Cahora & Tete

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Can Tete go green?

Can Tete go green?

Can Tete go green?

On a recent trip to Tete, Zambezi Traveller editor Frances Jackson found the issues of deforestation and waste disposal to be of pressing concern, as the rapidly expanding city takes its toll on the environment. Jackson met with Martin Potgieter of Executive Logistics, who is working on a pilot project with Café del Rio for the ‘green’ re-use of kitchen and bathroom waste. More on this in the next issue of Zambezi Traveller.

ZT: What has been your main focus?

MP: Our core business is providing a legitimate support network to clients. Our logistics solutions provide a link between the goods and services that our clients need and the people and organisations that provide them. We’re a diverse company with many skills and we have a combined experience of 130 years in business in Mozambique.

ZT: It’s exciting to hear that you are bringing green solutions to Tete.

MP: Our core business is Executive Logistics, but our passion is the environment and we are continually on the lookout for opportunities where we can offer products and services which can deliver alternative methods providing sustainability, mitigation or resource management. We have a particular interest in products and services which provide long-term economic values to the wider stakeholders in Mozambique. Community development and upliftment is a critical area which is why we are launching Greenshoots as a separate company under the Executive Logistics umbrella to drive environmentally sensitive solutions.

ZT: What are some of your products?

MP: Bio-digesters for the production of bio-fuels for cooking – an alternative to using wood for fuel, reducing pressure on fragile forest systems and reducing the carbon footprint. Thermal insulation coating which has shown reduction of up to 30% in the need for cooling and use of energy in large and small spaces. Production of alternative bio-fuels from kitchen waste through oil recovery systems. An environmentally friendly de-greaser that breaks down chemical elements in oils and residues.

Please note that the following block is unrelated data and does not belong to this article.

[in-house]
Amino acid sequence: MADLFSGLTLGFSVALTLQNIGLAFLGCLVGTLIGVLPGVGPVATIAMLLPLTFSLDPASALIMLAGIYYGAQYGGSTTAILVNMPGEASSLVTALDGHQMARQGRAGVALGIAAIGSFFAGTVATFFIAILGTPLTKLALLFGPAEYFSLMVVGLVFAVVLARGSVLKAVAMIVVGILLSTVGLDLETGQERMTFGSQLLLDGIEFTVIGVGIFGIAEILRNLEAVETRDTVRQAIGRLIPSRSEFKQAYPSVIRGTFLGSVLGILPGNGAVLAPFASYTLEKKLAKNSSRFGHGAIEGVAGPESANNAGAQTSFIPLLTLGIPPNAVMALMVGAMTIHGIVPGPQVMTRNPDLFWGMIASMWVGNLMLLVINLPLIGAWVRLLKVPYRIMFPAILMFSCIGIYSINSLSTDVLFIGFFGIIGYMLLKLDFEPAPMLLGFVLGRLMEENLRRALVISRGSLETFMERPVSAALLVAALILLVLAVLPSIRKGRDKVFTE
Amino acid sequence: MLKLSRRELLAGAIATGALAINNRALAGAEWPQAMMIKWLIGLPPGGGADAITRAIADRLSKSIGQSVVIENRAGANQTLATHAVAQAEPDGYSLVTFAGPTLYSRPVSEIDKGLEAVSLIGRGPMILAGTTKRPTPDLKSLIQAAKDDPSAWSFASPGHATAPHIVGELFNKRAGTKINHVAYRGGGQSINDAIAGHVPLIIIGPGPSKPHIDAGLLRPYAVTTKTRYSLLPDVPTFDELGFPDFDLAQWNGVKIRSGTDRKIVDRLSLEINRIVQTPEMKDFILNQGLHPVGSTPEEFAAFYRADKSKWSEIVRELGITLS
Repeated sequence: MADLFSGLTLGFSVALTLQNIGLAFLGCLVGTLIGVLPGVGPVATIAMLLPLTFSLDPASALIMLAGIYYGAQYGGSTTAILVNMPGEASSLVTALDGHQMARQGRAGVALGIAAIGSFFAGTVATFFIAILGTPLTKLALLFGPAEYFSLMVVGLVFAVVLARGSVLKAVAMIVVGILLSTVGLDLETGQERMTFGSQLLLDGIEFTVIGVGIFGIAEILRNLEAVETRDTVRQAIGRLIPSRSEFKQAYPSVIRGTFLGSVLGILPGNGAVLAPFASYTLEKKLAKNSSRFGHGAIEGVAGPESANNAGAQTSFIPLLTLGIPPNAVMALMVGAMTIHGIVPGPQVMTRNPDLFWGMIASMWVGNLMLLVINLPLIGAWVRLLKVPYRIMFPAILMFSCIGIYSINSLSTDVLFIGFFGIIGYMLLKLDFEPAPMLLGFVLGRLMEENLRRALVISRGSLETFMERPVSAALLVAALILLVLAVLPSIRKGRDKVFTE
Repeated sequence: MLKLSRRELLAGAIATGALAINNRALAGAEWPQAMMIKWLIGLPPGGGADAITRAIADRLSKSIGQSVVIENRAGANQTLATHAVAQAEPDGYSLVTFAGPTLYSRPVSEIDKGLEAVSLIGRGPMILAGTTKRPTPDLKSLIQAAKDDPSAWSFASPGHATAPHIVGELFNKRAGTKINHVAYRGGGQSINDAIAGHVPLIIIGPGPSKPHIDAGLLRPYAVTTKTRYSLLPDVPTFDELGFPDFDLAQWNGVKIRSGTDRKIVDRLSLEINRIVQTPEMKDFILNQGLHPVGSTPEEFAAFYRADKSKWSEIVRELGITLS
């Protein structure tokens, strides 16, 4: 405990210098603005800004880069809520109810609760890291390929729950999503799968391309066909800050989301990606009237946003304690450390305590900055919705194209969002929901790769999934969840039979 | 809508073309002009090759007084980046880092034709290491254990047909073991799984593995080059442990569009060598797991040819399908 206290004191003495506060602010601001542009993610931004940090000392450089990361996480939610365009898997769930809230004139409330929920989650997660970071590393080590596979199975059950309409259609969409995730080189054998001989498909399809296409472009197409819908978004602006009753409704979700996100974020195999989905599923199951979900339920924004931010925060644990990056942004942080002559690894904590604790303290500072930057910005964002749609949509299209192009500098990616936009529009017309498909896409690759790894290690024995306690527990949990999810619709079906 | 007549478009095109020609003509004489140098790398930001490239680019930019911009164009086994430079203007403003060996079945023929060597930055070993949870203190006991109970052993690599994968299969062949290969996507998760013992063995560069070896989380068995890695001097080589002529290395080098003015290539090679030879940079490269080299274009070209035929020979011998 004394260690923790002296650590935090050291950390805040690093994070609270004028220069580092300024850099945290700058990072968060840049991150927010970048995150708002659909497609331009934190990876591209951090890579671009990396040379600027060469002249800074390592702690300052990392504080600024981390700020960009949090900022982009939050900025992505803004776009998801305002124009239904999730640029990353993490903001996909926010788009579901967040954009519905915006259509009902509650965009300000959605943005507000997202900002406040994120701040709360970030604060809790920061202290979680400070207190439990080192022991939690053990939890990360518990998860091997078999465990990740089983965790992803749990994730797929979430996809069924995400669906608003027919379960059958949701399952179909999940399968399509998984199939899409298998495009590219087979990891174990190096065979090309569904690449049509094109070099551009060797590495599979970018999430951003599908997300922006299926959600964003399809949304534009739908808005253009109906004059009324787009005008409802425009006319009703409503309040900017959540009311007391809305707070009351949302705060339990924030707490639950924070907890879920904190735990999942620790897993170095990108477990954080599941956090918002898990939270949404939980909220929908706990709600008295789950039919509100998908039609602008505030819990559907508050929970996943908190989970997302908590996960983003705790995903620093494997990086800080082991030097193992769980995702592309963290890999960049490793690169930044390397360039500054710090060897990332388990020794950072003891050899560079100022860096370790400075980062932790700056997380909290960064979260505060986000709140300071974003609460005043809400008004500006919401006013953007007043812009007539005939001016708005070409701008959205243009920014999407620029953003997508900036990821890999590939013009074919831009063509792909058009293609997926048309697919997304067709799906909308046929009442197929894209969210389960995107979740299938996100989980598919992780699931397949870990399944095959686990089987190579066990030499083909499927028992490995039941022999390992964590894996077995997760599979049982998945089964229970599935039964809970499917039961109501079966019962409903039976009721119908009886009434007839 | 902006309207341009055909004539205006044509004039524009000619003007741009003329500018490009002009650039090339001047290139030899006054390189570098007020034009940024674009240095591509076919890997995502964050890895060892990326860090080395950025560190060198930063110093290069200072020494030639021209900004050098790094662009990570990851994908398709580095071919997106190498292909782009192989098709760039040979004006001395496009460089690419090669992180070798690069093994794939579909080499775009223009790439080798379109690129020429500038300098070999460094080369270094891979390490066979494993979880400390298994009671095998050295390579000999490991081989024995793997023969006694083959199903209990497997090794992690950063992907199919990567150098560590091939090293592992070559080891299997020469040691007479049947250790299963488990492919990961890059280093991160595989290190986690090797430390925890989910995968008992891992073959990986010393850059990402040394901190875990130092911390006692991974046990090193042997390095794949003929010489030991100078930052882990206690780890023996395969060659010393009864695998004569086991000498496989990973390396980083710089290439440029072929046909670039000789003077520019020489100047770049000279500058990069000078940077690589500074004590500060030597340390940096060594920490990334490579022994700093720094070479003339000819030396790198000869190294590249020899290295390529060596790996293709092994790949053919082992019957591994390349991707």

ZT: Have these products got a track record?

MP: Our suppliers are regional companies whose focus is research and development for greener solutions. All products have been fully tested and come with a well-developed R&D programme to support them. Projects implemented in neighbouring countries are using these technologies and are providing great benefits to their local communities. We are currently working on having them established and accredited here in Mozambique, to become the norm in the way companies both large and small and individuals behave, supporting issues raised in our President’s speech in the Rio +20 conference.

ZT: Where is the greatest need?

MP: It is so difficult to define one single cause and effect and highlight that. We are more inclined to believe that a holistic solution, one that involves a good deal of process management and cognitive rationalisation, will provide more benefits to more people. We have to change the way that we work to work smarter, and to do that we need to change behaviour. More often than not it’s down to education, as this will ultimately provide the key to the successful implementation of projects. Whilst we can think holistically, it is very difficult to act holistically, but we must consider the wider ramifications of what we do and how it integrates into the wider environment.

Read more articles from this issue:
Zambezi Traveller (Issue 10, Sept 2012)

Read more about the region in our destination guide:
Cahora Bassa & Tete